While gold has soared this year, silver has skyrocketed, leading to a big move in a key measure of relative strength often used by traders.
In the beginning of 2016, an ounce of gold was worth as much as 77 ounces of silver; by the end of February, that number would rise above 83. Yet on Monday, with gold trading at $1,357 per troy ounce and silver at $20.40, the gold/silver ratio is down to 66.5.
While this the lowest this indicator has been since September 2014, the ratio is actually still above historical norms. The average reading of the gold/silver ratio over the past 20 years is 61; over the past five years, it's about 63. This may suggest that some of the premium gold has recently enjoyed as compared to silver has evaporated.
Interestingly, the gold/silver ratio is one of those Wall Street Rorschach tests that is used to determine the direction of the equity market, but whose signal can be interpreted in opposite ways by bulls and by bears.
The currently and frequently bearish Larry McDonald, who publishes the Bear Traps Report, points out that the gold/silver ratio also dropped in 2011 before the market's late-summer dive.
"It's a sign of real speculation, and it's one of the things that we look at in terms of systemic risk and warning signs for the market," McDonald said Friday on CNBC's "Trading Nation."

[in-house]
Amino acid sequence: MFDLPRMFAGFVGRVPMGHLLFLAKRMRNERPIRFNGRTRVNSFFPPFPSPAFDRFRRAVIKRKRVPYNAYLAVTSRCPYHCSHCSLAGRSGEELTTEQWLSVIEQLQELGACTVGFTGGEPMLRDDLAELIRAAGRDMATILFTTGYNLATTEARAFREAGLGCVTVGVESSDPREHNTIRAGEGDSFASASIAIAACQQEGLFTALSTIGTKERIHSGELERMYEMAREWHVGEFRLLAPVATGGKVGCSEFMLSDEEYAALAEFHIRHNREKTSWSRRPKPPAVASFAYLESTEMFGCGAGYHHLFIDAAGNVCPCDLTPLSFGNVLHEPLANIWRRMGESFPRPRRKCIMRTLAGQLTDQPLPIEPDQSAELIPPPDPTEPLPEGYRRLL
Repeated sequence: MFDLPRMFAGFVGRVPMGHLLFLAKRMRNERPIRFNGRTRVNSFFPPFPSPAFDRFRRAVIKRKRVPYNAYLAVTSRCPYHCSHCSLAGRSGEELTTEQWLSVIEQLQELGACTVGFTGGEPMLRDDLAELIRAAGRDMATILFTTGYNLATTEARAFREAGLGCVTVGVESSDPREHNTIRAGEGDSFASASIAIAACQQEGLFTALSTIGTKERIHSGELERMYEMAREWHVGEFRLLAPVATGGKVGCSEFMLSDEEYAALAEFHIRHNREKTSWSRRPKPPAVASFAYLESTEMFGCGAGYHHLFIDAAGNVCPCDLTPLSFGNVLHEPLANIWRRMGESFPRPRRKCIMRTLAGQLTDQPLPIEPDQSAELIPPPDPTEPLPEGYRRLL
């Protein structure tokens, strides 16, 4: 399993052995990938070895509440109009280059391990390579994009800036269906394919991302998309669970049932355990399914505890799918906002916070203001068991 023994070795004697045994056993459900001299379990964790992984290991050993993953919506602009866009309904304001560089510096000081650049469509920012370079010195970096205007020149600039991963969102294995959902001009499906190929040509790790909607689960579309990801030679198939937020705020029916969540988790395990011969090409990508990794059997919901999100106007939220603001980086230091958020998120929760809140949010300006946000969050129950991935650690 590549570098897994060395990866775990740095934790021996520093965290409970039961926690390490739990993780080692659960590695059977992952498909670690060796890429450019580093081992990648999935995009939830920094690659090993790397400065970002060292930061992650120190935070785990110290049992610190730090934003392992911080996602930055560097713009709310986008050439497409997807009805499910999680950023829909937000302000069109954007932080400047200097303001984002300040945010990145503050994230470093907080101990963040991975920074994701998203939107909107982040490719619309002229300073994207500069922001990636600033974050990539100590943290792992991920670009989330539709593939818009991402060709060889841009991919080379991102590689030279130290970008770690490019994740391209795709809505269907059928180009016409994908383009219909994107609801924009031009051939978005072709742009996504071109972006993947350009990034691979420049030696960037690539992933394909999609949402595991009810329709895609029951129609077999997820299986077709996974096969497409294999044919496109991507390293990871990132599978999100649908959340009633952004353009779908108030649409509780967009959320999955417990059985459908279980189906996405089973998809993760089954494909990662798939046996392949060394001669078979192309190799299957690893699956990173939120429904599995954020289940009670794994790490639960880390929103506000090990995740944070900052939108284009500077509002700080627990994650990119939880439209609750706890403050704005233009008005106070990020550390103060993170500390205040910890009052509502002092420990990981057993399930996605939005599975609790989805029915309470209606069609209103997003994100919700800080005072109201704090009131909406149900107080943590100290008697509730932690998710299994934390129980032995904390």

Yet where McDonald sees a red light, currently and frequently bullish Oppenheimer technical analyst Ari Wald sees a green.
With help of a historical analysis going back to 1998, Wald reports that "when silver outperforms, over the next 12 months the S&P is up on average 11.5 percent; when gold outperforms, the S&P is only up 6.5 percent."
"We would view silver's outperformance as a signal that investors are embracing risk again," Wald said Friday, adding that "it confirms our view that we think the S&P 500 is setting up for new highs over the next coming months."
Indeed, silver's industrial uses mean that its performance is more closely tied to global growth, and consequently more highly correlated with stocks than gold is. This provides ammunition for Wald's view, which is predicated on trend-following, as well as for McDonald's, which is predicated on fading the crowd.